Aral Balkan was his usually energetic self and did a great job representing the open source Flash movement at Spark (along with Nicolas Canasse, John Grden, Luke Hubbard and the rest of the community of course). His first session was on the "Open Source Flash Revolution". After briefly covering the history of how came about he went on to cover some of the amazing open source projects they host and how to go about creating SWF content without touching the Flash IDE (though you still can if you want to). If you're handling everything through code (loading external assets etc.) you can use the MTASC compiler, if you want to embed assets into your SWF there is Swfmill to help you accomplish that.

Other things worth mentioning are ASUnit (that does a great job with unit testing for ActionScript projects and integrates with the Flash IDE), Screenweaver for creating desktop applications, screensavers etc. (version 4 will have support for Mac), LuminicBox FlashInspector for logging your application and of course Xray which is indispensable for debugging your Flash projects.

Macromedia appears to be very supportive of the movement, with their own "Flash JavaScript Integration Kit" hosted as an open source project on and the extremely liberal licence they're using for their examples on They also benefit greatly from the active open source community that is willing to share, and of course its good publicity to slowly try and "re-educate" the flash-bashing slashdot crowd ;)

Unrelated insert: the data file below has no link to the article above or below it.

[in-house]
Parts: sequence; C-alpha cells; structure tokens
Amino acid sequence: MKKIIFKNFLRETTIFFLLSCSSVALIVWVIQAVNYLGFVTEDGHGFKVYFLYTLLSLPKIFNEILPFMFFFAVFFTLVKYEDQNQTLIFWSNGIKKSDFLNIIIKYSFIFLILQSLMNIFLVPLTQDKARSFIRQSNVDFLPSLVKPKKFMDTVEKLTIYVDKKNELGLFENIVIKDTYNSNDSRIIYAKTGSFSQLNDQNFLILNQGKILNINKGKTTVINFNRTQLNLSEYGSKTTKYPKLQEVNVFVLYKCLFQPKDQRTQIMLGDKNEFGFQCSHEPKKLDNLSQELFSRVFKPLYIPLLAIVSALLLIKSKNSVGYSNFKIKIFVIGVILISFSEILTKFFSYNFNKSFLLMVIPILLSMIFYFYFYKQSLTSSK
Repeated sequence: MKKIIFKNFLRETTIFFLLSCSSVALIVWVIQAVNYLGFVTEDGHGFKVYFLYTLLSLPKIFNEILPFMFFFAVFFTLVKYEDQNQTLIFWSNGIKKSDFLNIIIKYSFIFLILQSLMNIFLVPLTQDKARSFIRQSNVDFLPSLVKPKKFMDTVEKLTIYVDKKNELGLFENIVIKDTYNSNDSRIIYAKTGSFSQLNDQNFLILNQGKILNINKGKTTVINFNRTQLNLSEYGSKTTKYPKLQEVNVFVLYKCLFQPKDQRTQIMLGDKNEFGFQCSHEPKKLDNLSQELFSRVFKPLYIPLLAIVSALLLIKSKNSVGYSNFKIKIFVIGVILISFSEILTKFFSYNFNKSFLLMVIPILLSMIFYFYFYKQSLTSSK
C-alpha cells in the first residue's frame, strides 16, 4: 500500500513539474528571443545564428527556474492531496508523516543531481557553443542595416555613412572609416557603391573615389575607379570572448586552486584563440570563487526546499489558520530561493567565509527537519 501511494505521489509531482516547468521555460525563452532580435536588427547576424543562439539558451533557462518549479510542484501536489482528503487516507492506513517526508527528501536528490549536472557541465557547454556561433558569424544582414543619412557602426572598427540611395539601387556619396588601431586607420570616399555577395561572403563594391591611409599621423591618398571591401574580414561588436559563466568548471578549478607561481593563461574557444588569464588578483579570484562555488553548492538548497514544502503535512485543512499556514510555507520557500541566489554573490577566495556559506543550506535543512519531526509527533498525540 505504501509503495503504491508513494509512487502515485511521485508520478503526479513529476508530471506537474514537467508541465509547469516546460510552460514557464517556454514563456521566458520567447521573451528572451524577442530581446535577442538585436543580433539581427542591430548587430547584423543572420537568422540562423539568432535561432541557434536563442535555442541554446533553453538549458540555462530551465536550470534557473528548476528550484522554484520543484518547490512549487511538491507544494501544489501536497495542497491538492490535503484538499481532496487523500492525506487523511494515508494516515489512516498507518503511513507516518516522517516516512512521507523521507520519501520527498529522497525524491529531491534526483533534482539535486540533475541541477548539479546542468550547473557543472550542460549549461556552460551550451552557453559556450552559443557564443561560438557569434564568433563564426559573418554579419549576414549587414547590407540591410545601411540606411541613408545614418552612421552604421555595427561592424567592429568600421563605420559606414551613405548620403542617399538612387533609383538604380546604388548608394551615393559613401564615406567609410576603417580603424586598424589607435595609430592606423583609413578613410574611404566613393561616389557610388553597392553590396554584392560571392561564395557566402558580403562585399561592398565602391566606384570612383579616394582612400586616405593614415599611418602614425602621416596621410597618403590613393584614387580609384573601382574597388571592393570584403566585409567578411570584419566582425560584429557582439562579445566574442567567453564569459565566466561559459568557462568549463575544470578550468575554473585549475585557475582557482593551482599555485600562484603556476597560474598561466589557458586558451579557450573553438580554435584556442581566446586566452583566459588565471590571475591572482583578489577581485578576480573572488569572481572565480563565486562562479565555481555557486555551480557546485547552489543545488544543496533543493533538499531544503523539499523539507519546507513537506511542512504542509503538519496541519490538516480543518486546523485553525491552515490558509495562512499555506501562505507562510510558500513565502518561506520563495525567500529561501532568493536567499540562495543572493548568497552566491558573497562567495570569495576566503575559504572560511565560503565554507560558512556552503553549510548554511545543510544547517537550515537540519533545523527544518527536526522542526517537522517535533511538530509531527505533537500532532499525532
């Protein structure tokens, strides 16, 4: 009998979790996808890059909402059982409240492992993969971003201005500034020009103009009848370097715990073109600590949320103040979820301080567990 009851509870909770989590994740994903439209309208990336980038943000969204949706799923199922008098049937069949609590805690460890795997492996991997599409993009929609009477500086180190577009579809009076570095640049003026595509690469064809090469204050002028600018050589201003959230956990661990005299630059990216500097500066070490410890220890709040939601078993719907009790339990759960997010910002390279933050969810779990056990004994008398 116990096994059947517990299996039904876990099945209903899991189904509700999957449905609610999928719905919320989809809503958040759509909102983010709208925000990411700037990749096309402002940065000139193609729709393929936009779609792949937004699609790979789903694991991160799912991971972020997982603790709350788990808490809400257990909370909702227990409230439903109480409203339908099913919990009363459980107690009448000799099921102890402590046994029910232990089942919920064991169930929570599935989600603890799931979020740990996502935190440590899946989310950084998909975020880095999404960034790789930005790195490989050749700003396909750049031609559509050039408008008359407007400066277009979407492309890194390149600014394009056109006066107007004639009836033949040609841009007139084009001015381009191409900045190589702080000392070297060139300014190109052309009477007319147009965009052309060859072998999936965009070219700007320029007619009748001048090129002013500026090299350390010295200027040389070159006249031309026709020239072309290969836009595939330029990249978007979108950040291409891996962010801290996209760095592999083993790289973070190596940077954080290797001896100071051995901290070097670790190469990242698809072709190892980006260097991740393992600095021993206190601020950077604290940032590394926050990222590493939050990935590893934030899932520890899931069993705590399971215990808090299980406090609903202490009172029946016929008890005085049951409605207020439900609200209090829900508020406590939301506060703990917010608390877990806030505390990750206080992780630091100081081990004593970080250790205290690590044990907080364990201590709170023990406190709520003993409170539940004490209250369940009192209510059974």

As you would expect there were a few reservations though, and as expected the legal situation of some of the projects hosted there was discussed at the open source panel. A few things became apparent from that discussion:

- The open source Flash community does not want to hurt the commercial interest of Macromedia - Just because no objection was made to certain open source technology before does not mean Macromedia will not take steps to protect its intellectual property later on. - We need a point of contact at Macromedia to get official feedback on the position they take regarding certain open source developments.

Of course as with any company legal departments are a slow moving machine, as Mike said it is not their intention to spread FUD.

Personally I would love to see some sort of official statement from Macromedia (before everything is handed over to Adobe) that highlights some clear guidelines on what open source developments they accept, maybe even encourage, and to what they take objection.